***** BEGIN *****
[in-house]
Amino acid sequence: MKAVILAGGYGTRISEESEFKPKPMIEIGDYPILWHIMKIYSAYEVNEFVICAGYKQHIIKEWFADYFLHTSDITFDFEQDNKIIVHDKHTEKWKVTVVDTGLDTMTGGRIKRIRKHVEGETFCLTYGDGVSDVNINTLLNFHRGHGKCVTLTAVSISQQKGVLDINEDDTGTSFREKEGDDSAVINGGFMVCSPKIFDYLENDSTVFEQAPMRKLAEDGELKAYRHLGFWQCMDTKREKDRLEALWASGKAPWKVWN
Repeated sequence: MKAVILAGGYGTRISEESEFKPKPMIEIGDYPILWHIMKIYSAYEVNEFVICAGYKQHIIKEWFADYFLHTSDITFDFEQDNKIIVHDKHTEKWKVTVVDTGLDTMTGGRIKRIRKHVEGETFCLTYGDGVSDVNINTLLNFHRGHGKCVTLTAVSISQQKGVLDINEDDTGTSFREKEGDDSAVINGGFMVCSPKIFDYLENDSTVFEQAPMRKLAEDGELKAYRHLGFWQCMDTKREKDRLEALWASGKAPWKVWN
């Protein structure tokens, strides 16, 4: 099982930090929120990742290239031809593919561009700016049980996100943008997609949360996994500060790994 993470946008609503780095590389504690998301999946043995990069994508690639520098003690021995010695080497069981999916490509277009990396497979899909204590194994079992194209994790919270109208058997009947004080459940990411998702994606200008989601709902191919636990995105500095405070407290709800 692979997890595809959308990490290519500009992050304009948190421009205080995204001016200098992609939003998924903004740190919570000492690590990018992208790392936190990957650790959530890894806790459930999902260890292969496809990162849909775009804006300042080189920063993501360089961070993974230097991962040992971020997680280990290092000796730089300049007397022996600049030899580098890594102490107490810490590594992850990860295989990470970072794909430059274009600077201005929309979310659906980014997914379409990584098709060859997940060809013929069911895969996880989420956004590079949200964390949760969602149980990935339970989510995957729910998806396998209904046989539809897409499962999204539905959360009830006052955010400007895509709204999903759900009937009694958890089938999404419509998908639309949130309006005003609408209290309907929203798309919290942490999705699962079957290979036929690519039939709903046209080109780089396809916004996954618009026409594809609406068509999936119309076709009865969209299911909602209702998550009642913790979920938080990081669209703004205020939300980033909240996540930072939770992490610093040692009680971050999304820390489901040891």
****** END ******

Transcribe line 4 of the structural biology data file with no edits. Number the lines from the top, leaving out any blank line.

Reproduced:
């Protein structure tokens, strides 16, 4: 099982930090929120990742290239031809593919561009700016049980996100943008997609949360996994500060790994 993470946008609503780095590389504690998301999946043995990069994508690639520098003690021995010695080497069981999916490509277009990396497979899909204590194994079992194209994790919270109208058997009947004080459940990411998702994606200008989601709902191919636990995105500095405070407290709800 692979997890595809959308990490290519500009992050304009948190421009205080995204001016200098992609939003998924903004740190919570000492690590990018992208790392936190990957650790959530890894806790459930999902260890292969496809990162849909775009804006300042080189920063993501360089961070993974230097991962040992971020997680280990290092000796730089300049007397022996600049030899580098890594102490107490810490590594992850990860295989990470970072794909430059274009600077201005929309979310659906980014997914379409990584098709060859997940060809013929069911895969996880989420956004590079949200964390949760969602149980990935339970989510995957729910998806396998209904046989539809897409499962999204539905959360009830006052955010400007895509709204999903759900009937009694958890089938999404419509998908639309949130309006005003609408209290309907929203798309919290942490999705699962079957290979036929690519039939709903046209080109780089396809916004996954618009026409594809609406068509999936119309076709009865969209299911909602209702998550009642913790979920938080990081669209703004205020939300980033909240996540930072939770992490610093040692009680971050999304820390489901040891």